Horton v. Upham
In Horton v. Upham, 72 Conn. 29, 43 A. 492 (1899), a testator's grandson brought an action to determine the appropriate construction of the testator's will. The will contained a "residuary clause [that] created an estate tail by implication in the testator's grandson [the appellant], both as to the real and personal estate, and gave the Congregational Society [the appellee] a contingent remainder in the real estate, dependent upon the decease of the first taker [the grandson] without leaving surviving issue . . . ." Horton v. Upham, 72 Conn. at 30-31.
After the testator died, several buildings that the testator had owned at the time of his death were destroyed by fire. Those buildings were insured, and the administrator collected the amount of the policy. The will did not account for that exigency, and litigation ensued.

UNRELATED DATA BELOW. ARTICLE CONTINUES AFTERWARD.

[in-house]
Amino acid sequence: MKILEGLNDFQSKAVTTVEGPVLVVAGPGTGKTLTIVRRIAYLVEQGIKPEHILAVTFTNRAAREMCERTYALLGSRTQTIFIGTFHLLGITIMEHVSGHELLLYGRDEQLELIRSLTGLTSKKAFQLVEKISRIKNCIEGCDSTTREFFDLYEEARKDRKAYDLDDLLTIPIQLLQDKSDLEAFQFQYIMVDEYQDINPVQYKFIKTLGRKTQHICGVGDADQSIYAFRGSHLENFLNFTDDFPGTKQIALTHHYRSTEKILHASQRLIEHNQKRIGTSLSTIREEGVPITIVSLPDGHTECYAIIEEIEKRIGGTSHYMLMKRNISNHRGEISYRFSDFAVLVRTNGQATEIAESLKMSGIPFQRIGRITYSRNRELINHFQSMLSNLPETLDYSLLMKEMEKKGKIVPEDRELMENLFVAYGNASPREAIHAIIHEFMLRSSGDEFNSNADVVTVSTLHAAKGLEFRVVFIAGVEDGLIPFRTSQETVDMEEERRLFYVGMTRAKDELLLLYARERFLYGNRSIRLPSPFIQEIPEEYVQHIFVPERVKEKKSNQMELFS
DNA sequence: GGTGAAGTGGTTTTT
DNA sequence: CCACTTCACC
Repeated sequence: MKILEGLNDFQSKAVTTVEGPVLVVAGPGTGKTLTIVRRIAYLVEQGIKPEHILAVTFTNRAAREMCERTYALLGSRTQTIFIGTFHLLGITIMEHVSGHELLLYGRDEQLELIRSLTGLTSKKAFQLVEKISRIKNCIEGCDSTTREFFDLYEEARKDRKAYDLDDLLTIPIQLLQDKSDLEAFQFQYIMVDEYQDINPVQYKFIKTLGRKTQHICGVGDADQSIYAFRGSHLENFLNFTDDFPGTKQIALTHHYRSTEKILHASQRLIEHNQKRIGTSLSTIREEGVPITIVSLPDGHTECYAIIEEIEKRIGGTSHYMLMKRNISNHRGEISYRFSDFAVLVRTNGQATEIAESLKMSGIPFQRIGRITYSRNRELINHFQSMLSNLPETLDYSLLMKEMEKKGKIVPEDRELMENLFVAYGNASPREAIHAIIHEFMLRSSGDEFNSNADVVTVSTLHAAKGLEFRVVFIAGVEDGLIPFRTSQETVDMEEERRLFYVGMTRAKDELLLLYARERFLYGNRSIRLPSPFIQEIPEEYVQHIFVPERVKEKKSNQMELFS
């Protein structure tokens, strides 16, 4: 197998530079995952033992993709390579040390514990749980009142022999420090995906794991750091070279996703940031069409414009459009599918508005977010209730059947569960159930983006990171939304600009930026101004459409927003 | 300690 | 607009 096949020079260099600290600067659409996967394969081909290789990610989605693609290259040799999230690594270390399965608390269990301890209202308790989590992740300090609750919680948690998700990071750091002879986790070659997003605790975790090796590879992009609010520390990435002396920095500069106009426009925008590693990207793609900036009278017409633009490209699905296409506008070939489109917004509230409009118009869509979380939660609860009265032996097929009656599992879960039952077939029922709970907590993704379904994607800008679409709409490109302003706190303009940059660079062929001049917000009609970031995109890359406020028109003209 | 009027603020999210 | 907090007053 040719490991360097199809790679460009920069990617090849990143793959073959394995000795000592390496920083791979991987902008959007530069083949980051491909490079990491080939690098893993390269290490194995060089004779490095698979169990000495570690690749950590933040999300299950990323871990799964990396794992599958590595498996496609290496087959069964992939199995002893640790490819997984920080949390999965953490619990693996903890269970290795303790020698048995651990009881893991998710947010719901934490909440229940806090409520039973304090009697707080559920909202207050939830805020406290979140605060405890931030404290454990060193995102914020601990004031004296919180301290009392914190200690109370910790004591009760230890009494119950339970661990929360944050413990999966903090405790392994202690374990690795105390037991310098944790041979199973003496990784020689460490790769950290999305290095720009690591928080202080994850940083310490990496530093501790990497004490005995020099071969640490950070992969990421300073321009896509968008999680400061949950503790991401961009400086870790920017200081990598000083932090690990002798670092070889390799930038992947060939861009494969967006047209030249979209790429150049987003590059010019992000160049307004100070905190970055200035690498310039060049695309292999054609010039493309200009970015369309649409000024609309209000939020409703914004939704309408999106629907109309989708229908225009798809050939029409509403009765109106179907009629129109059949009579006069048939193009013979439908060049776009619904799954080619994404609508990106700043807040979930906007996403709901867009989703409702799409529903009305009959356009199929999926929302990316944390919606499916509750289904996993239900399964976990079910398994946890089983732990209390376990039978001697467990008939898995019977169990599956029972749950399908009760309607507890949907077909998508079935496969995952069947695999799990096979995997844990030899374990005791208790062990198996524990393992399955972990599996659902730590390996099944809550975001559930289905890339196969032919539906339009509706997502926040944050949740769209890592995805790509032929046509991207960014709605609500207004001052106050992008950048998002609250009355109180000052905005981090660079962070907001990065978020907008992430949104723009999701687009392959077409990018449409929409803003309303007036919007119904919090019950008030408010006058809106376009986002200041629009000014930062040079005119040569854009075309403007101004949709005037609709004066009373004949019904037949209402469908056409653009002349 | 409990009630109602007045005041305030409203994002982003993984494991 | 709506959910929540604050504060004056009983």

The Court concluded, inter alia, that the grandson was entitled to the possession and management of the insurance proceeds during his lifetime and that the proceeds would pass upon his death, as the buildings would have, had they not been destroyed. Id., 31-32.
In so doing, the Court stated: "The insurance money which has been collected goes as the land goes, and is to be treated as real estate." Id., 31.